Main Street, Ridgefield

Government institutions are funded by the public, which forces them to throw their doors open to the public, ALL of them, the destitute, the homeless, the mentally-ill and -challenged, those that can’t keep their heads above water in the free market. Those that would be chomped down by the sharks.


The “ghetto of Ridgefield”

I experienced this first-hand in high school, when I worked as a page in a public library. The library was in Ridgefield, Connecticut, a precipice of the free-market. Ridgefield is one of the richest communities in the US, where you’re an embarrassment if you attend a state college, where people smirked at the denizens of the middle-class condominiums in the south of town. My high school classmates called this place “the ghetto of Ridgefield.”

There hasn’t been a murder in Ridgefield for decades, but the town averages 2 suicides a year. After the Columbine shootings, Newsweek called Ridgefield Public High School the most likely town in Connecticut to suffer a school shooting.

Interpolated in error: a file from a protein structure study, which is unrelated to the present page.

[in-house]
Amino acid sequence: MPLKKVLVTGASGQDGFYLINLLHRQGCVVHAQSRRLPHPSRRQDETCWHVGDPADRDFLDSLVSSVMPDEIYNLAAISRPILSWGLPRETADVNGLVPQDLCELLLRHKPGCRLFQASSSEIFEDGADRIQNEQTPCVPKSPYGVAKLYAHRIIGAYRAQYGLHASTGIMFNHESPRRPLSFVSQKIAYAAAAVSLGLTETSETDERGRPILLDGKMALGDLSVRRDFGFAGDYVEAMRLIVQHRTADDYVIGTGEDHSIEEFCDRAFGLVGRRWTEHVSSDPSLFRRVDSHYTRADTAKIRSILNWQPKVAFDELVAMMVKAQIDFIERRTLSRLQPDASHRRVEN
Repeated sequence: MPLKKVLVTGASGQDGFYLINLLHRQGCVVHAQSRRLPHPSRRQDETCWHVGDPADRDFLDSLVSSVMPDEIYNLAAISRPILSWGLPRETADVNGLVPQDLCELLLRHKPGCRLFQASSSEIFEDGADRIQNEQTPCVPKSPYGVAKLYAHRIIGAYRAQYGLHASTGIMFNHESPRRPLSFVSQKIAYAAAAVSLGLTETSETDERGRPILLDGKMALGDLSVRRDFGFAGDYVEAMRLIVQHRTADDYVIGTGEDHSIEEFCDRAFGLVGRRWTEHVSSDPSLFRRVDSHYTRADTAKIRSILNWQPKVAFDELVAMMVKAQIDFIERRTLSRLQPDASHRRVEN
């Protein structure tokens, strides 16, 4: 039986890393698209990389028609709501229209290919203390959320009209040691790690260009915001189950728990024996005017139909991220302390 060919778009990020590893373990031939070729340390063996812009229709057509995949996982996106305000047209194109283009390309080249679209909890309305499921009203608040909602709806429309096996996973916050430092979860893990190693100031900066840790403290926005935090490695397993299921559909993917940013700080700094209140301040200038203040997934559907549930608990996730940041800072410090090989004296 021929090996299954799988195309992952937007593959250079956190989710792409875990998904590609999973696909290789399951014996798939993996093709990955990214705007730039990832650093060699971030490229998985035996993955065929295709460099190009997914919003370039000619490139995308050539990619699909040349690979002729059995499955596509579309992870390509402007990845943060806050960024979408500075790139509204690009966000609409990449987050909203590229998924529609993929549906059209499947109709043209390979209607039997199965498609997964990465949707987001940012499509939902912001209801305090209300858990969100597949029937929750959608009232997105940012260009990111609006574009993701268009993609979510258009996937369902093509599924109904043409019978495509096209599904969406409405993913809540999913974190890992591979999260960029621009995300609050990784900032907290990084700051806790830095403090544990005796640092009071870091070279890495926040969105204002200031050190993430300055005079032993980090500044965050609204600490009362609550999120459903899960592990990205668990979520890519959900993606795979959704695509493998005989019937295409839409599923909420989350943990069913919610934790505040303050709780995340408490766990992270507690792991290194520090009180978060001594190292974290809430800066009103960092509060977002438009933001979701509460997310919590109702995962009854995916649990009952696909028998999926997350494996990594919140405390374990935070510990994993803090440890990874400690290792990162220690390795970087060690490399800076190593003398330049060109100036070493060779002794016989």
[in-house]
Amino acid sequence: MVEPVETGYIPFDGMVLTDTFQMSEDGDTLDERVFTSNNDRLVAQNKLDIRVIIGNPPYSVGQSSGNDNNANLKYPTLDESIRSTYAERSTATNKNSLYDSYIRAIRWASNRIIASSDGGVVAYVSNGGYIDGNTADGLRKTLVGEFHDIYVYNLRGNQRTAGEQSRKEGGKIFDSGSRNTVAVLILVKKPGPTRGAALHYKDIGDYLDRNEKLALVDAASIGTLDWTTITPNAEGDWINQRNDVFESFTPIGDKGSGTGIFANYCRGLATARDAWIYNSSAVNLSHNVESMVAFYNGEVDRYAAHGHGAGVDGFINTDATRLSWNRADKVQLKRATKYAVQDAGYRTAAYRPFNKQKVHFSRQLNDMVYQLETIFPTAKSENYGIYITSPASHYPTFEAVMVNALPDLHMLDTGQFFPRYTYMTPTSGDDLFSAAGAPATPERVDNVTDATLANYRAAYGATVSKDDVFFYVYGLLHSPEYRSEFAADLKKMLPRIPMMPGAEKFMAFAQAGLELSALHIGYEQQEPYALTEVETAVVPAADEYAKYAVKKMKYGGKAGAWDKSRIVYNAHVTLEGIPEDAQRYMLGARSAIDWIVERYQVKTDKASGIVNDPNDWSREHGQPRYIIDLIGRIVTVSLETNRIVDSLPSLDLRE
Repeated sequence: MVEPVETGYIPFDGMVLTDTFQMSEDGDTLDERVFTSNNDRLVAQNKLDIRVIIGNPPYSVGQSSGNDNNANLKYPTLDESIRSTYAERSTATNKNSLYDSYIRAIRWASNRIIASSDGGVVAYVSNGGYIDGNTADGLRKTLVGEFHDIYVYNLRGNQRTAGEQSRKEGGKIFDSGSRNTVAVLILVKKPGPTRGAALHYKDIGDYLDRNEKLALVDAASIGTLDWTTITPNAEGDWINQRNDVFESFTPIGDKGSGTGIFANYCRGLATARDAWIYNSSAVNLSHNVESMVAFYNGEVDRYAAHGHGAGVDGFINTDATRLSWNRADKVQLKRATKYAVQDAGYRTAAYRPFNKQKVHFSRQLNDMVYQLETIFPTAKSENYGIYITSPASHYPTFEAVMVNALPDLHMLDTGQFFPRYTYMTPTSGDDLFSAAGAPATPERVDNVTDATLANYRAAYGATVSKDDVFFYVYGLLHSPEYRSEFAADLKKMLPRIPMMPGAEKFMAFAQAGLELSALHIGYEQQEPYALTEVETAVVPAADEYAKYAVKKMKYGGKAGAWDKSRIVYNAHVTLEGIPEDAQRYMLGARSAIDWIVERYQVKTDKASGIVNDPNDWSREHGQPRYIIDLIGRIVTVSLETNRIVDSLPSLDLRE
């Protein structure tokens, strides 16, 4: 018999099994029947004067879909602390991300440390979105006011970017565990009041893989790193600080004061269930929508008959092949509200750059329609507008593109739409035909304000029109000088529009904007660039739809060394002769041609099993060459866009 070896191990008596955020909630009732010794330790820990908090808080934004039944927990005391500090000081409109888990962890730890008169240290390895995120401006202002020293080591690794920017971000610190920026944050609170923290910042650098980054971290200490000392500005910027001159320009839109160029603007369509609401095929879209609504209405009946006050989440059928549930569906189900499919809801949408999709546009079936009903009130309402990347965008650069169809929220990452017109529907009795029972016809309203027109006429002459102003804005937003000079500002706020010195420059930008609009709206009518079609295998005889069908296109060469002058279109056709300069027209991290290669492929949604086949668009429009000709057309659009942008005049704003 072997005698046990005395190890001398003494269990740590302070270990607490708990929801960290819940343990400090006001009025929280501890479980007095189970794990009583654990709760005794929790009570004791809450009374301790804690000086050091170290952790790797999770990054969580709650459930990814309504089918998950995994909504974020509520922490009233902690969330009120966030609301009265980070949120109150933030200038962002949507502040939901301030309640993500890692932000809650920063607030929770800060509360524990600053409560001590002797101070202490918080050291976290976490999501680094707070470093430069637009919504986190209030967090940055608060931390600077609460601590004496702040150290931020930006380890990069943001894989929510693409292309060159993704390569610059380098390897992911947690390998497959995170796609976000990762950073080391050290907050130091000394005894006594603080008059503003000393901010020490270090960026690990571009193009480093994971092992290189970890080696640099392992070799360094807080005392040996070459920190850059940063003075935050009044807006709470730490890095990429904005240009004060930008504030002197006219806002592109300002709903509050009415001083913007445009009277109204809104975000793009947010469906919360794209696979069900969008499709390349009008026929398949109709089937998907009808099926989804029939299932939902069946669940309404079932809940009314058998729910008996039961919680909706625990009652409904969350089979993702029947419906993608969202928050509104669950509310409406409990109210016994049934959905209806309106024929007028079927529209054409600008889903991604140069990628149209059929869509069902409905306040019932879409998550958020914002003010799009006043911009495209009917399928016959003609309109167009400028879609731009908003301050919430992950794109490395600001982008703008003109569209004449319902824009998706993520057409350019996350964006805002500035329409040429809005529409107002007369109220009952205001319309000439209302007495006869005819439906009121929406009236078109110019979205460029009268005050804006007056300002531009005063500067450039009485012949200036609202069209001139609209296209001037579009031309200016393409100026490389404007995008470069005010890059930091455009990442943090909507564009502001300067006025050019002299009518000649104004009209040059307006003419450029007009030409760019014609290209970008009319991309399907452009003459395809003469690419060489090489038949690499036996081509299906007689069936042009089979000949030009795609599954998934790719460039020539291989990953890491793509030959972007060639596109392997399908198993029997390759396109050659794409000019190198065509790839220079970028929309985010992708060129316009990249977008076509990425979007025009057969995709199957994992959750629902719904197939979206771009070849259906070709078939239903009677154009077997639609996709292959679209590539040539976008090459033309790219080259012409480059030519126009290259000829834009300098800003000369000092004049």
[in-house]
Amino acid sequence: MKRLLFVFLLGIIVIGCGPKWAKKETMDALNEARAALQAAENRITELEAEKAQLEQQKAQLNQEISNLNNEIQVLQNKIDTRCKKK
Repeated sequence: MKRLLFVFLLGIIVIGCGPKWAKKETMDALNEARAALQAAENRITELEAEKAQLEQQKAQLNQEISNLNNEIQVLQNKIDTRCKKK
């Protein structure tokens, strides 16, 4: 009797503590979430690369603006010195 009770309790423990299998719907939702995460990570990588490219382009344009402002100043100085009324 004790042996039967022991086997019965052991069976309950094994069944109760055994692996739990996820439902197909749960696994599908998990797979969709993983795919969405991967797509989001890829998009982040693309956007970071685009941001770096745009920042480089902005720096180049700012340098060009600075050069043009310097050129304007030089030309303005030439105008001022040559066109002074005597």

There were only a few people in the town that didn’t ride the wave of the free market, but they made the public library their home. Many were bohemians, intellectuals. I remember one of them, a short, slight man in his forties, a voracious reader who rode his bike to the library every morning to consume literature.

Another of the free-market rejects to call the library home was Veronica, a mentally-challenged women in her thirties.

I remember her one day, distressed. She was crying, weeping, near the front desk where I was working. I didn’t know over what. One of the librarians rushed over to her, but not to comfort her. To keep her quiet.

“Shhh…shhh….it’s OK, it’s OK…” The librarian was attempting to herd her into the stairwell, where no one could hear her sounds of distress.

“Why can’t you cry here? Sometimes people just have to cry. Why can’t I cry?”

One thought on “Weeping

  1. Oh my gosh! That last “scene” is so powerful. Thank you for contextualizing the effects of the economy, privilege and wealth all within 300-400 words. I don’t know what else I should say, but I know that I really liked this post.

Leave a Reply

Fill in your details below or click an icon to log in:

WordPress.com Logo

You are commenting using your WordPress.com account. Log Out /  Change )

Facebook photo

You are commenting using your Facebook account. Log Out /  Change )

Connecting to %s